People can sponsor Nazim through www.justgiving.com/nazim009

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Read-y steady go! Summer volunteering opportunity for teens

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BIG FRIENDLY READ: Young adult volunteers are needed to help children take part in the Big Friendly Read Summer Reading Challenge

BIG FRIENDLY READ: Young adult volunteers are needed to help children take part in the Big Friendly Read Summer Reading Challenge

Volunteers aged 12 to 18 are needed to help run activity sessions for children taking part in the Big Friendly Read Summer Reading Challenge during the summer holidays.

No experience is required - volunteers just need to attend three activity sessions at Tameside libraries during the school holidays and be able to explain things in a clear, friendly and enthusiastic way. All the support they need will be provided.

As well as helping out with crafts and games, this year they will have the opportunity to work with other volunteers to plan and run some sessions.

They will be able to develop their planning, communication and teamwork skills and boost their confidence.

It’s also a great way to get involved in the local community, do something useful with their time in the holidays and make new friends.

Anyone interested in becoming a Big Friendly Read volunteer can find out more at www.tameside.gov.uk/libraries/src/volunteer. The closing date is Saturday 25th June.

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From Underground to all around…

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BICYCLE BOY WONDER: Adam Sultan will cycle over 46,000 unsupported miles around the Earth (Pic credit: David Altabev)

BICYCLE BOY WONDER: Adam Sultan will cycle over 46,000 unsupported miles around the Earth (Pic credit: David Altabev)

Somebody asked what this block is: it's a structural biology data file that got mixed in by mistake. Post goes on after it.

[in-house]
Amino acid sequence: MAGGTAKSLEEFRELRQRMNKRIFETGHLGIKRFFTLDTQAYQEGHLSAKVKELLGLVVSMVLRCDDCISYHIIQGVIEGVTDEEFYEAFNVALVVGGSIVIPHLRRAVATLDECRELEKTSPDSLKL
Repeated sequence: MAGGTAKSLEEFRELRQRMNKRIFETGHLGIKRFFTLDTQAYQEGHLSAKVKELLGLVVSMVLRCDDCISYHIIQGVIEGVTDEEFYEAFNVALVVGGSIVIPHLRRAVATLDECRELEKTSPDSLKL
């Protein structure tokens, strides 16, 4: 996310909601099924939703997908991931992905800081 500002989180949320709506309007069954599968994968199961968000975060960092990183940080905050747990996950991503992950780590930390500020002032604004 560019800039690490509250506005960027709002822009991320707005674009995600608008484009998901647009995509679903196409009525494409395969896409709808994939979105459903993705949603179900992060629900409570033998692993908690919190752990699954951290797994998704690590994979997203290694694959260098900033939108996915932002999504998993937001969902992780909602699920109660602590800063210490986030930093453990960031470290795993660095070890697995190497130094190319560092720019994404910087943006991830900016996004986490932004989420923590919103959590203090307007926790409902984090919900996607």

Tube worker set to travel the globe in 80 ways

For most adventurers, flying around the world in an aeroplane would present enough of a challenge, but for Adam Sultan - named as one of the most inspiring adventurers of 2015 –  he believes taking to the air is far too easy.

The intrepid former Underground worker has made things even harder for himself. As he prepares to polish up his saddle and cycle around the world, he will peddle over the planet on a journey that will cover at least 46,000 unsupported miles.

On the 18th of June, he will set off from the London Olympic Velodrome, turning his pedals for the first time on a trip that may take up to five years to complete.

Adam has set himself a number of tough challenges to complete along the way, which he hopes will continue his mission of inspiring and helping others.

Physical challenges will include cycling the 2014 Tour de France route, a tough feat for even the most seasoned of riders; avoiding the ‘quick’ round the world route and instead heading through the great mountain ranges of the Himalayas, Andes, Alps, and Rockies, and continuing his #LifeYears challenge.

For 2015, he ran 15 marathons around the globe. This year his task involves doing at least 16 days where he pushes 100 miles or more on the bike.